Then there’s the conflict-of-interest problem. Reports of violations of council standards “could lead to a loss of program accreditation,” Landrigan points out. Therefore, such disclosures “could threaten residents’ own careers,” he says.
Harvard investigators rigorously checked their results by matching reported hours in the survey with those in diaries kept by the interns. A sample of diaries was further checked by directly observing work hours. And the quality and amount of sleep was monitored by brain wave recordings of 20 interns.
Errors decrease with hours
How come ignoring rules that help both patients and residents is so common? The Harvard report notes that the new standards were not backed up by financial and technical support. Training hospitals “may not have the resources or expertise to redesign their schedules to the extent required,” Landrigan notes. In addition, residents “are typically unwilling to depart immediately at a change of shift when a patient care situation demands their continued presence. Such situations are common in high-intensity settings, yet most scheduling systems do not account for these commonplace emergencies.”
Another block to noncompliance, is the “if I did it, they can do it” attitude of senior doctors. “There exists a widespread perception among many physicians that fatigue is not a problem despite the accumulation of considerable evidence to the contrary,” notes the Harvard report.
That evidence includes studies done at Brigham and Women’s Hospital. Interns who were on duty an average of 85 hours a week, including two shifts lasting 24-30 hours, had their workweek reduced to 65 hours. Their continuous shifts were cut to 16 hours, and they enjoyed about six more hours of sleep a week.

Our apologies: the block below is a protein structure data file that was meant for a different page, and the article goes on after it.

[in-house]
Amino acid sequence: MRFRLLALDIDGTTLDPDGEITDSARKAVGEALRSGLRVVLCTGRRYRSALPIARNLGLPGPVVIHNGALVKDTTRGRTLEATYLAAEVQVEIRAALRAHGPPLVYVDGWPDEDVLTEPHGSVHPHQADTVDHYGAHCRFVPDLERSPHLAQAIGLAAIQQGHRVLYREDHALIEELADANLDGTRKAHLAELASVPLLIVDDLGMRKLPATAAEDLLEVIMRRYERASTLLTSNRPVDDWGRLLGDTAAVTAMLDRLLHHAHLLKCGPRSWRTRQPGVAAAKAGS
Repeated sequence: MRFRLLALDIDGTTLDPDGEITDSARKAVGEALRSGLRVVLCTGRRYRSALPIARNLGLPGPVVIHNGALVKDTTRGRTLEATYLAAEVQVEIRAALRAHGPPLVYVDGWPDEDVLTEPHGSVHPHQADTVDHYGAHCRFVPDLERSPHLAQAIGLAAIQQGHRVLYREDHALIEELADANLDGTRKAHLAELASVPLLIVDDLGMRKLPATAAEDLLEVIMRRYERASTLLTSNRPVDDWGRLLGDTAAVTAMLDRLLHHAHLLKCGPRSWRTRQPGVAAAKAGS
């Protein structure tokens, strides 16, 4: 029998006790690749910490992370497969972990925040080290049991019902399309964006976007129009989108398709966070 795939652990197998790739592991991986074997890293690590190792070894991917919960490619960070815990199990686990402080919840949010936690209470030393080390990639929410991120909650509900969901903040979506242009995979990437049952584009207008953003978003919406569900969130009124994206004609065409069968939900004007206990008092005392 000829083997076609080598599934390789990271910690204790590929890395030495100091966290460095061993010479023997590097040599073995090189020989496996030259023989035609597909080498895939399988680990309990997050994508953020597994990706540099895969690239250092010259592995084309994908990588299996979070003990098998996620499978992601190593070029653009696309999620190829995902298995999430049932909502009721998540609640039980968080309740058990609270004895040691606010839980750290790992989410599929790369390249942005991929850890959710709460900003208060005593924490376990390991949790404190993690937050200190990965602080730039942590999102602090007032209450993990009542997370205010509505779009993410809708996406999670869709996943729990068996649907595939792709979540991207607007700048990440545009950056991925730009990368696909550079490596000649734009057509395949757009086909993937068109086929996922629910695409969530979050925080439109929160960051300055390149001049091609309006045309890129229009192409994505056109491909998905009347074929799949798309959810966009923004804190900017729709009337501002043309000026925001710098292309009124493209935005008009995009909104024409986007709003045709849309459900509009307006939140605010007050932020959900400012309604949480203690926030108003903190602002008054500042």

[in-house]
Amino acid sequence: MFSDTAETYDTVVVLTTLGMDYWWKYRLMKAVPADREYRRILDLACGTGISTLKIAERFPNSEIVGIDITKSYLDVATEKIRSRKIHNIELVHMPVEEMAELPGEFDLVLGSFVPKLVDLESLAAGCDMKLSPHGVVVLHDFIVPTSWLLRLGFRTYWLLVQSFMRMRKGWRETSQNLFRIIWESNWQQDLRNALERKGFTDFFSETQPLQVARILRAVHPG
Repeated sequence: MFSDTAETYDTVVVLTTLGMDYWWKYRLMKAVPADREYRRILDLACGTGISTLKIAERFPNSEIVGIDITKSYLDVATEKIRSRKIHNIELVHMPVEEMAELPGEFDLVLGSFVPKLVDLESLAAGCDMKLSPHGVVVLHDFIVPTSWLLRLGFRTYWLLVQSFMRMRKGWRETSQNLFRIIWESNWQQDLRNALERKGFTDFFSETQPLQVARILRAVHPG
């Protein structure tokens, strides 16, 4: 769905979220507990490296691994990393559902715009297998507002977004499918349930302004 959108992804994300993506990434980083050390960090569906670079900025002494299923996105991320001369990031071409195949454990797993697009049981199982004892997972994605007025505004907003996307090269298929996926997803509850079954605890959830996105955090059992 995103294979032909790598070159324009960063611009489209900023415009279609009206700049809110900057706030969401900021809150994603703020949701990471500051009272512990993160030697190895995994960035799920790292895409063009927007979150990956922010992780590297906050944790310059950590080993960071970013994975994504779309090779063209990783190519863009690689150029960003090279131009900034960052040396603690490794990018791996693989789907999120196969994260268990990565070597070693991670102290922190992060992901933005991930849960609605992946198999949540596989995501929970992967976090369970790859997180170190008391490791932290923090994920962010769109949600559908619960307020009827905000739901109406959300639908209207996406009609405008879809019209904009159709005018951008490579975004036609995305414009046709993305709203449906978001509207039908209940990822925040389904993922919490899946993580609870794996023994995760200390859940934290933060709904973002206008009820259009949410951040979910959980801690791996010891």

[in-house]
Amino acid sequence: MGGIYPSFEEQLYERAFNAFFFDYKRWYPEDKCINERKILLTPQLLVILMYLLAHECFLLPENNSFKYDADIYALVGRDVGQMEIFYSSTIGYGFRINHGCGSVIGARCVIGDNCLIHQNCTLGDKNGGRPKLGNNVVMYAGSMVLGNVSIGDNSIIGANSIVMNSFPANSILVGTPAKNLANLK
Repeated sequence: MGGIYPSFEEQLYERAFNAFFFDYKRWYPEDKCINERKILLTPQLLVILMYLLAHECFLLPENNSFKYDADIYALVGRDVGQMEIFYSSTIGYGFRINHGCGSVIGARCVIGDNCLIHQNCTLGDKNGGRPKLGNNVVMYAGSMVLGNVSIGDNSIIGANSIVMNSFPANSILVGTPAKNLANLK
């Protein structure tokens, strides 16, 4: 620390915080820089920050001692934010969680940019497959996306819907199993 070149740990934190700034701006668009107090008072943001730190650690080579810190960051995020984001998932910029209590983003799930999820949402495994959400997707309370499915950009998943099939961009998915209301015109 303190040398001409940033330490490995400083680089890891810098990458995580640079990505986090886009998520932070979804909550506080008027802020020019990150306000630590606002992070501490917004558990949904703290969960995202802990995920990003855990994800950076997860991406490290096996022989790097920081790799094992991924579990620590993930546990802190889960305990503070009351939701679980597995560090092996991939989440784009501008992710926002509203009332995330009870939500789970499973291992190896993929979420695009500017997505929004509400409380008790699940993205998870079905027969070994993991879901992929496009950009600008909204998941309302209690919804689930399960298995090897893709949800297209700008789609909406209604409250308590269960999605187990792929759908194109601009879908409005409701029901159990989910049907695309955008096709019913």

Though most of us would think of 65-hour weeks and 16-hour shifts as exhausting, those working these reduced shifts made significantly fewer serious medical errors than those working traditional schedules. For example, serious diagnostic mistakes fell 80 percent.
In Europe, laws limit physicians’ shifts to 13 consecutive hours and 48 to 58 hours a week.
“The bottom line is that the current system in this country is unsafe,” Landrigan says. “Our regulations still allow shifts that are too long according to the safety standards of any other industry in the United States and for physicians in other countries.” As a fix, he wants to see new regulations established based on accumulated evidence that such long hours endanger the health and safety of both doctors and patients. And once such regulations are in place, “hospitals need mechanisms and resources to enforce limits on the number of consecutive hours,” he comments.
In the meantime, should patients in hospital wards ask a bleary-eyed doctor how long he or she has been awake? “Those kinds of questions are well within the right of patients to ask,” Landrigan agrees. “Frankly, I think it could be beneficial to do so.”
However, that doesn’t solve the problem. “If it’s 3 a.m., the answer typically will be 20-22 hours,” Landrigan says. “But there may not be anyone else available who has worked fewer hours. Until that changes, I think patients are pretty much out of luck.”